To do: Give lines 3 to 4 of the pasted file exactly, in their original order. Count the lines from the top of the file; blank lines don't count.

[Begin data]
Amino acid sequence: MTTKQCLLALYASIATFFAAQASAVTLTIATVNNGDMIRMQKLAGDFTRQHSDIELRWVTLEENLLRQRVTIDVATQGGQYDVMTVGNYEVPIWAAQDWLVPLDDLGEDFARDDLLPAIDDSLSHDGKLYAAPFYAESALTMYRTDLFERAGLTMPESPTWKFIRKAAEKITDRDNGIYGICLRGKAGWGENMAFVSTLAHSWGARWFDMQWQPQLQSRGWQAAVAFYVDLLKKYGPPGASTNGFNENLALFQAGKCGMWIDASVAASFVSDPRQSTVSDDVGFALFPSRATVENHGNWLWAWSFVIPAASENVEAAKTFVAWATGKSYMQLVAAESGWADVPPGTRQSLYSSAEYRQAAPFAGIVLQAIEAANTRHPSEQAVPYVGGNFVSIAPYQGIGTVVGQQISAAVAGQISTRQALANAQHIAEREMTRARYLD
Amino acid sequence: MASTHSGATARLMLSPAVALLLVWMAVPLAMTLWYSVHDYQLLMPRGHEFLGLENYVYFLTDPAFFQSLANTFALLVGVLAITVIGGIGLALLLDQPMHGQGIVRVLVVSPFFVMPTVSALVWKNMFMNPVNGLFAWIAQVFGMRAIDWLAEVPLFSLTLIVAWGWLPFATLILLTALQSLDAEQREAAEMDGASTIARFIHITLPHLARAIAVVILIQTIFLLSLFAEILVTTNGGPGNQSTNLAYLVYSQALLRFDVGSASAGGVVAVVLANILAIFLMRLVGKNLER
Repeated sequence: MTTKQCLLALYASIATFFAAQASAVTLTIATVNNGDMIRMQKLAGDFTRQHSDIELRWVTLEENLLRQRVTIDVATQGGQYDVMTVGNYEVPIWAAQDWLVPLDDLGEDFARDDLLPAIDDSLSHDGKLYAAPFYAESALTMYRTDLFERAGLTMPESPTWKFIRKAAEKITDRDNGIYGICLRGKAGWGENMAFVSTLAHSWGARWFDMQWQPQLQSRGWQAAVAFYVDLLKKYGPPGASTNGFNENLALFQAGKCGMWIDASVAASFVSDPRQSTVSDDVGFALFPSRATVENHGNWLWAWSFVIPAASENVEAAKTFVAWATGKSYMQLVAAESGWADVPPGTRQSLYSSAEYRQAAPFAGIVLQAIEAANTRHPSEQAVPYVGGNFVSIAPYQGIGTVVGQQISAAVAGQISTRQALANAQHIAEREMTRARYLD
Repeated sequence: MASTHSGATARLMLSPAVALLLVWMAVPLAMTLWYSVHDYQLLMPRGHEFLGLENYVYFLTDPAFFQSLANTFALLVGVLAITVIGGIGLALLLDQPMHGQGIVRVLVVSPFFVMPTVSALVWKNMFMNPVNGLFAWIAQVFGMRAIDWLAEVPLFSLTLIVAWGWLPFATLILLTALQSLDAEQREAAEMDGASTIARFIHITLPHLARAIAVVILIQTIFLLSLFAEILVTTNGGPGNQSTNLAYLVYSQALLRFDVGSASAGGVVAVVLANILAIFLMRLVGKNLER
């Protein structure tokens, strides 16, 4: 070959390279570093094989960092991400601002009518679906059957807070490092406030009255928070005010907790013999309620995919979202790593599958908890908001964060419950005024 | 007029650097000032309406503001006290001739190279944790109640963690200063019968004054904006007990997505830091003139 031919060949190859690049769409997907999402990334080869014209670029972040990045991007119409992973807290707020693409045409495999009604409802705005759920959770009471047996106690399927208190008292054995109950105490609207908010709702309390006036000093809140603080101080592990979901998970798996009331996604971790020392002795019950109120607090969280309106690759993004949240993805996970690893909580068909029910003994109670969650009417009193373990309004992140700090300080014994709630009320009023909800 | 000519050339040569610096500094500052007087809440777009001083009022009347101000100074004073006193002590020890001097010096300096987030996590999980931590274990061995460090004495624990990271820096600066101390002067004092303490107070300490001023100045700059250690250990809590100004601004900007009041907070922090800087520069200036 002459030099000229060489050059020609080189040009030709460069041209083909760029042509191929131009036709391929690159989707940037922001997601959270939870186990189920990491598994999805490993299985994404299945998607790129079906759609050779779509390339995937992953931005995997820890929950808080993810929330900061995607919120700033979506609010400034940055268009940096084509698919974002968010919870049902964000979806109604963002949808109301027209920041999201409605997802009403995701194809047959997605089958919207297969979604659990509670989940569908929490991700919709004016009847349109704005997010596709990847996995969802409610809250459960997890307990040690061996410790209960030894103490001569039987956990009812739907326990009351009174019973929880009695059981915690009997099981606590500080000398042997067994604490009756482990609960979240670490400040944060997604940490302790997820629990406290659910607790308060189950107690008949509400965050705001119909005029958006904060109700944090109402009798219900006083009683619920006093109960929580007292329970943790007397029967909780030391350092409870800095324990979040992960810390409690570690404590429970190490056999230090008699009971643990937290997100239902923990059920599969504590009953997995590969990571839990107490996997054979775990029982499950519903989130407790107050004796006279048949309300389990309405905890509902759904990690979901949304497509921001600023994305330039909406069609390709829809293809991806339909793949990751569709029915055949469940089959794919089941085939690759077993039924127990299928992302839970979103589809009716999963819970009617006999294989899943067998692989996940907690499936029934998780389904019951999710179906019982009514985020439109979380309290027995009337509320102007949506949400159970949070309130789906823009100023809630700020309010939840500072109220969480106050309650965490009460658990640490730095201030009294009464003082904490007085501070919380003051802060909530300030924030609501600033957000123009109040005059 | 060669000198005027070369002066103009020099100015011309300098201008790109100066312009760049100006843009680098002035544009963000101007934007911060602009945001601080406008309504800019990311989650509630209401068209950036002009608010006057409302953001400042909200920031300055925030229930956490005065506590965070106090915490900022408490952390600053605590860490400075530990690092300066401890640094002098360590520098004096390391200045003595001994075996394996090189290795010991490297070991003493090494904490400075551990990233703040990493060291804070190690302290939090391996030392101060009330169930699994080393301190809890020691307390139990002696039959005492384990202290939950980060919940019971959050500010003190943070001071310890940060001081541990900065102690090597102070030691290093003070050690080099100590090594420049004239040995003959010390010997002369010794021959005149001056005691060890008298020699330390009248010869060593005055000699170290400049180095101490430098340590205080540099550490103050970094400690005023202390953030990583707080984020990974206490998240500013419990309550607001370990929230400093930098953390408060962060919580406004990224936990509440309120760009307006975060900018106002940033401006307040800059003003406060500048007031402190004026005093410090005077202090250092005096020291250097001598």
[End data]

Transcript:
Repeated sequence: MTTKQCLLALYASIATFFAAQASAVTLTIATVNNGDMIRMQKLAGDFTRQHSDIELRWVTLEENLLRQRVTIDVATQGGQYDVMTVGNYEVPIWAAQDWLVPLDDLGEDFARDDLLPAIDDSLSHDGKLYAAPFYAESALTMYRTDLFERAGLTMPESPTWKFIRKAAEKITDRDNGIYGICLRGKAGWGENMAFVSTLAHSWGARWFDMQWQPQLQSRGWQAAVAFYVDLLKKYGPPGASTNGFNENLALFQAGKCGMWIDASVAASFVSDPRQSTVSDDVGFALFPSRATVENHGNWLWAWSFVIPAASENVEAAKTFVAWATGKSYMQLVAAESGWADVPPGTRQSLYSSAEYRQAAPFAGIVLQAIEAANTRHPSEQAVPYVGGNFVSIAPYQGIGTVVGQQISAAVAGQISTRQALANAQHIAEREMTRARYLD
Repeated sequence: MASTHSGATARLMLSPAVALLLVWMAVPLAMTLWYSVHDYQLLMPRGHEFLGLENYVYFLTDPAFFQSLANTFALLVGVLAITVIGGIGLALLLDQPMHGQGIVRVLVVSPFFVMPTVSALVWKNMFMNPVNGLFAWIAQVFGMRAIDWLAEVPLFSLTLIVAWGWLPFATLILLTALQSLDAEQREAAEMDGASTIARFIHITLPHLARAIAVVILIQTIFLLSLFAEILVTTNGGPGNQSTNLAYLVYSQALLRFDVGSASAGGVVAVVLANILAIFLMRLVGKNLER